An aging workforce, emerging new technologies, and continuing decline
of trades in high schools and community colleges will result in an
estimated two million unfilled manufacturing jobs in the U.S. over the
next ten years. This is a tragedy when so many people struggle to pay
the bills, find a living wage job, and support their families in places
At Jane Addams Resource Corporation (JARC), we support healthy
communities and economies by teaching low-income adults and workers the
skills they need to earn a living wage. But we go beyond basic skills
training. We also connect job seekers with good jobs in the
manufacturing sector, and we foster the life skills that create a path
out of poverty.
JARC was founded in 1985 as an economic development agency
concentrated in the Ravenswood Industrial Corridor and focused on
keeping good manufacturing jobs in the neighborhood. Our initial efforts
focused on training for manufacturers and development and operation of
commercial buildings for industrial use.
In the 1990s we broadened the scope of our work to include a training
center, targeted directly at jobseekers and community residents. Using
its manufacturing expertise, JARC began implementing the Sectoral Model
of workforce development: preparing job seekers for positions employers
need to fill today.
By the 2000s, JARC became a leader and expert in job training and
employer engagement. We began offering our Manufacturing Bridge Program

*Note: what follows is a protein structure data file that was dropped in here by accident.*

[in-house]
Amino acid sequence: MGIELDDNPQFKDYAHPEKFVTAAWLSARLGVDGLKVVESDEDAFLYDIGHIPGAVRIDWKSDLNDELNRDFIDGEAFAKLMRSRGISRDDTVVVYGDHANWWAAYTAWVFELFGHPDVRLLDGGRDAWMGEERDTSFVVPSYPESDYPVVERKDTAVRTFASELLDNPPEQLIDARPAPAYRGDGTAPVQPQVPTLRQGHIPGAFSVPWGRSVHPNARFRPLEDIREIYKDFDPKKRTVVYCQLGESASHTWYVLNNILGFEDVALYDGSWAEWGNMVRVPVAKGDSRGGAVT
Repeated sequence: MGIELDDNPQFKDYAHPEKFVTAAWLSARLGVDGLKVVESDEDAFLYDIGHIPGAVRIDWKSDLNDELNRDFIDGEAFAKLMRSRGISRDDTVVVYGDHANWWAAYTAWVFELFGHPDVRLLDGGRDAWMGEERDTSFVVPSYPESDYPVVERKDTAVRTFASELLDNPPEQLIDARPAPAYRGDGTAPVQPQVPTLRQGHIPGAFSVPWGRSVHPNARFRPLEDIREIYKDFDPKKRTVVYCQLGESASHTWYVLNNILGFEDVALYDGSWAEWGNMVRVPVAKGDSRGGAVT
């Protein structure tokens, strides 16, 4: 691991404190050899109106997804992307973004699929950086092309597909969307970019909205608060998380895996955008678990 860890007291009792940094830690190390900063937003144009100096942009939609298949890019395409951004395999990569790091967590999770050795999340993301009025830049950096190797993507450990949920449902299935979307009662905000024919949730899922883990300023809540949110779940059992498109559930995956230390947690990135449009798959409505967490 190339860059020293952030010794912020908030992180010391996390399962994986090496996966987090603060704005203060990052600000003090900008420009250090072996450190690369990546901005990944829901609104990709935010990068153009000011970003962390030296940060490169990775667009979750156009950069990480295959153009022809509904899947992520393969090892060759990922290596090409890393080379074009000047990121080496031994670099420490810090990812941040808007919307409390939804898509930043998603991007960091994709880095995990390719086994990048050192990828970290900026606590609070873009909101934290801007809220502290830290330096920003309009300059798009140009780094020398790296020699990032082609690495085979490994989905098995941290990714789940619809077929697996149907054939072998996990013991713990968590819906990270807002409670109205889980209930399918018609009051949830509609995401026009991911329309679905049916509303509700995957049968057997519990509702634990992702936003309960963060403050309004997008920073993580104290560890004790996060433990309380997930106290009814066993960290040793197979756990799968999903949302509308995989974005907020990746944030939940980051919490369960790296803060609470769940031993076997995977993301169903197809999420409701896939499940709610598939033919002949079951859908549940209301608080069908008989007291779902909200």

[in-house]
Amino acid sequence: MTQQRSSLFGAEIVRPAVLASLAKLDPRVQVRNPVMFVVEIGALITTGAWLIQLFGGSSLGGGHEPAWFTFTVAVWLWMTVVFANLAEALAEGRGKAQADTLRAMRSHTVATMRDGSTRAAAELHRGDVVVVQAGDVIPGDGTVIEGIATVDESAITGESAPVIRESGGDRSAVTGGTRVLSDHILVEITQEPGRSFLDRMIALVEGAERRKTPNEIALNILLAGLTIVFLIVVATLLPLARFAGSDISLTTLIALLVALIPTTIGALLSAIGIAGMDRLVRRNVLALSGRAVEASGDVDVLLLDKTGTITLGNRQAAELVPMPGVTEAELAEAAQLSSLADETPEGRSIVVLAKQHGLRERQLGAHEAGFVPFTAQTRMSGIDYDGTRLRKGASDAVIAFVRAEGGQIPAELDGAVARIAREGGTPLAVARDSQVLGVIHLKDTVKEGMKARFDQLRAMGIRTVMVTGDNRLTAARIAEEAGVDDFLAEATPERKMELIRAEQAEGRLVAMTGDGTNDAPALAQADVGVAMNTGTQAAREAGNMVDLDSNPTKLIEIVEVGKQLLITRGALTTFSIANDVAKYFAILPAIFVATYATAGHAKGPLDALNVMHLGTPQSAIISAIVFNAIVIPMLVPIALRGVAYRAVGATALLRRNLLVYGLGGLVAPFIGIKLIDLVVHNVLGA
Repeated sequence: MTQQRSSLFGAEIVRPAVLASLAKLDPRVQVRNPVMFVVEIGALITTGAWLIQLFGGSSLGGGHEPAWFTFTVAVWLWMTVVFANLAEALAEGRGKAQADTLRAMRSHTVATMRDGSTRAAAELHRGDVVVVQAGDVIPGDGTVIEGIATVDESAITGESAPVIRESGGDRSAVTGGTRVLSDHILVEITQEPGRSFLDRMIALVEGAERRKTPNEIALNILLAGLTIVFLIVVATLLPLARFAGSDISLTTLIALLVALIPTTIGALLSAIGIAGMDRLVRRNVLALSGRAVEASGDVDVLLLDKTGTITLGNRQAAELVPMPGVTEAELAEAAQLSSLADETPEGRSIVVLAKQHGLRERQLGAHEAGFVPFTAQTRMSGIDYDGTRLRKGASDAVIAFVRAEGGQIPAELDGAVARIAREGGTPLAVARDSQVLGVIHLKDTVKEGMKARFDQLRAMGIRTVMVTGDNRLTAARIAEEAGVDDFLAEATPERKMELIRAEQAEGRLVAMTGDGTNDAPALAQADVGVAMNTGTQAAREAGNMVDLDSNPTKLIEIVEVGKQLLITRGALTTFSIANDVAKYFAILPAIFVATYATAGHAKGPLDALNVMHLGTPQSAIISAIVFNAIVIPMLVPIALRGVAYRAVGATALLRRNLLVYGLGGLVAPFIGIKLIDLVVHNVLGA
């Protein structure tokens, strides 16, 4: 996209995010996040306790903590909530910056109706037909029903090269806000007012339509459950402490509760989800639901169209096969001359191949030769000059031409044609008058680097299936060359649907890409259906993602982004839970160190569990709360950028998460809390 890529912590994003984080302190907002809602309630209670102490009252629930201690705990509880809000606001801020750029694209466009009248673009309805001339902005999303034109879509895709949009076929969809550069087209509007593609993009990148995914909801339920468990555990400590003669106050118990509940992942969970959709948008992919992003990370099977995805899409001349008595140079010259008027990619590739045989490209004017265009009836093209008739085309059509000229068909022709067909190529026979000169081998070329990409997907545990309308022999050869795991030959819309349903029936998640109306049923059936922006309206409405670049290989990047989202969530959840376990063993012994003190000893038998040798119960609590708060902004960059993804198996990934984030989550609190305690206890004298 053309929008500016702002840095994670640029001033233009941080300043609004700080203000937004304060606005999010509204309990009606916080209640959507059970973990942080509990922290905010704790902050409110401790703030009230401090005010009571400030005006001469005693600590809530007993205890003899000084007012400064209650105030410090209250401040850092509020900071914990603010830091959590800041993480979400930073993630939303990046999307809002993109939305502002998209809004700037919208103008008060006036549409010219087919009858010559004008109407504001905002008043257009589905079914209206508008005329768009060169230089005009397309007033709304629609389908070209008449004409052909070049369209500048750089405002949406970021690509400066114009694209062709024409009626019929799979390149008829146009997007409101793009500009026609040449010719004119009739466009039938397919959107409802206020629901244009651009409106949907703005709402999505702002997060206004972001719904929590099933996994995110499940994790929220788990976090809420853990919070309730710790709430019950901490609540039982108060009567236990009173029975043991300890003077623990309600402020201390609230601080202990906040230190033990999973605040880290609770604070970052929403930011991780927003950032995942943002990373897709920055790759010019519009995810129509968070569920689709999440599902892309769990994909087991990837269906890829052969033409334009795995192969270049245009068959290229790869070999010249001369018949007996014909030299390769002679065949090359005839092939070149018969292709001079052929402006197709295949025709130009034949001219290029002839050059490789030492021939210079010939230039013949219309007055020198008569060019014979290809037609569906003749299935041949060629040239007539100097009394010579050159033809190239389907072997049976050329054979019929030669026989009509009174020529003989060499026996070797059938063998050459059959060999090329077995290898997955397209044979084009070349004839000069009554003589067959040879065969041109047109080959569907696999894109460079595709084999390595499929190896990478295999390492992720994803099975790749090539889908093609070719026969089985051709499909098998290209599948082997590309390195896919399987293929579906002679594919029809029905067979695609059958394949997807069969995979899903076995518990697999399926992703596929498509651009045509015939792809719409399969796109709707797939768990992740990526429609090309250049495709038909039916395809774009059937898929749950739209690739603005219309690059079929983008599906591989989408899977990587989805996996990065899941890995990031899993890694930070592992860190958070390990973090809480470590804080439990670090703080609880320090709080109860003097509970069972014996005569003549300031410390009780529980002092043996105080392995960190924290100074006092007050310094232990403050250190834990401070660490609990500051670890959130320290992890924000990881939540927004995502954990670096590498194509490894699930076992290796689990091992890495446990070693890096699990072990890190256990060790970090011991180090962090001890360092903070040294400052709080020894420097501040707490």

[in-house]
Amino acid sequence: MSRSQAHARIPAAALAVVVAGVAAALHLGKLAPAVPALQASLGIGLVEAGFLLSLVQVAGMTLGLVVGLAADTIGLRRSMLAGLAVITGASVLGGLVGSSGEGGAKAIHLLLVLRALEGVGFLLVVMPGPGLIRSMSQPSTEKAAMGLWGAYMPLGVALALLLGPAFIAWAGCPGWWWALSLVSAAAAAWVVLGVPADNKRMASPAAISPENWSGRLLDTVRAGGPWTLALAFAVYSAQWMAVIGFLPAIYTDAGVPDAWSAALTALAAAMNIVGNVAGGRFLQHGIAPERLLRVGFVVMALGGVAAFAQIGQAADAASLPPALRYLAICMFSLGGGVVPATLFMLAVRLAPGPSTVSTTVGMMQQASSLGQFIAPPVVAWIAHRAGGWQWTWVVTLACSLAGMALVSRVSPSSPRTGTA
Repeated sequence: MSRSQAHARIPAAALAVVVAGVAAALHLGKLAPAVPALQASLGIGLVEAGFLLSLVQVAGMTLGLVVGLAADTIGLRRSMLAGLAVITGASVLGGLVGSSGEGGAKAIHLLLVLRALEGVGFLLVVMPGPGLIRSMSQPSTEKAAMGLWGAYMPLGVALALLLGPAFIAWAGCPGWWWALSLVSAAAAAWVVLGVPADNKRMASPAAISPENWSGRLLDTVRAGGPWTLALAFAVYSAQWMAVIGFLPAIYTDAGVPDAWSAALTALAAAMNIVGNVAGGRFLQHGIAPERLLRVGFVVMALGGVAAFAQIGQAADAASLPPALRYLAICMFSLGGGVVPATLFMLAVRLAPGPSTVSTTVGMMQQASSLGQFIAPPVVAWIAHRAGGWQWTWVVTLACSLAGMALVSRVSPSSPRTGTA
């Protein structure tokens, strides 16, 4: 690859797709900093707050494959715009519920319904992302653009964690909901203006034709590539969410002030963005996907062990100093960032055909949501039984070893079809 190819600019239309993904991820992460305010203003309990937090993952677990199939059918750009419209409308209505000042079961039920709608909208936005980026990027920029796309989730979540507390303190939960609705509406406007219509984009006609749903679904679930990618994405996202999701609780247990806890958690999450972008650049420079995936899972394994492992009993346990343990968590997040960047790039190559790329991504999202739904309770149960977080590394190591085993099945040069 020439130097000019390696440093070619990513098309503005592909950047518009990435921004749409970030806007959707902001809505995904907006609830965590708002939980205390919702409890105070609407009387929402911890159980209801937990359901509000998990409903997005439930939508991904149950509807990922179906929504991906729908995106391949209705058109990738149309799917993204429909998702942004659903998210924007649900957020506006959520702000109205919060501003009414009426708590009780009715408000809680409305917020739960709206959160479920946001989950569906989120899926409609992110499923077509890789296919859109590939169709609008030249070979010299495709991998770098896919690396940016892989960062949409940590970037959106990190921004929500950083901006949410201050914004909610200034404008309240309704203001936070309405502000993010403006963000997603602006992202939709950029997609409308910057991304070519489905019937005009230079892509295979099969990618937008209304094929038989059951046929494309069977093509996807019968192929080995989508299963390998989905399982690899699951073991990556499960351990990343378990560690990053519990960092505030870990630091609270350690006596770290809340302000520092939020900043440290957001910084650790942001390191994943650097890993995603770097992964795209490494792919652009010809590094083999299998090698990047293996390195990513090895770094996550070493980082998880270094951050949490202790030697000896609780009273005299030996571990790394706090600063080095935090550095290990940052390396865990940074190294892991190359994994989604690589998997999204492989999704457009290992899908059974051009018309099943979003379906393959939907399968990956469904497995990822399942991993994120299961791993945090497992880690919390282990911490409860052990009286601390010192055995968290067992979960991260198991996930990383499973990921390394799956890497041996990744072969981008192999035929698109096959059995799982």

to help lower skilled adults raise their math and reading scores to move
into advanced training. With changes in the manufacturing sector, we
began to focus its training on computer numerical control (CNC) and
welding. And as more people came through our doors looking to start a
career, we scaled up our financial support services - including
financial coaching and public benefits screening - to help our
participants meet their basic needs and build their wealth.
WHERE WE ARE TODAY
As we have developed an expertise in manufacturing job training,
we've worked to expand our impact. Thousands of Chicagoans lack the
resources to move out of poverty. And local manufacturers continue to
struggle with skills gaps in key positions like CNC machinist and
In 2015 we launched a separate 501c3 affiliate in Baltimore, MD.
More recently, we expanded our programs to the Austin neighborhood on
the west side of Chicago - a community of great challenges and
We have grown and evolved considerably over the last 30 plus years,
but our purpose has always been very simple: people who work should not
live in poverty.